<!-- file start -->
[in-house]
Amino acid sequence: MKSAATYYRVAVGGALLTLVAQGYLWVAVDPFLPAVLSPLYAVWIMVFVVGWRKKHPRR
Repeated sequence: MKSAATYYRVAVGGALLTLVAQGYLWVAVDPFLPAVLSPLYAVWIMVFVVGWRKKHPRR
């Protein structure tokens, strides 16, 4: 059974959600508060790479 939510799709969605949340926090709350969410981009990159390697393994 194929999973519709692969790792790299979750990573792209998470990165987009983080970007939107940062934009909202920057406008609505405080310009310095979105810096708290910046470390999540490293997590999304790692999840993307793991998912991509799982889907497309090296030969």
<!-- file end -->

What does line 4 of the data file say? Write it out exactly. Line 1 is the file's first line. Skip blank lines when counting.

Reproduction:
């Protein structure tokens, strides 16, 4: 059974959600508060790479 939510799709969605949340926090709350969410981009990159390697393994 194929999973519709692969790792790299979750990573792209998470990165987009983080970007939107940062934009909202920057406008609505405080310009310095979105810096708290910046470390999540490293997590999304790692999840993307793991998912991509799982889907497309090296030969």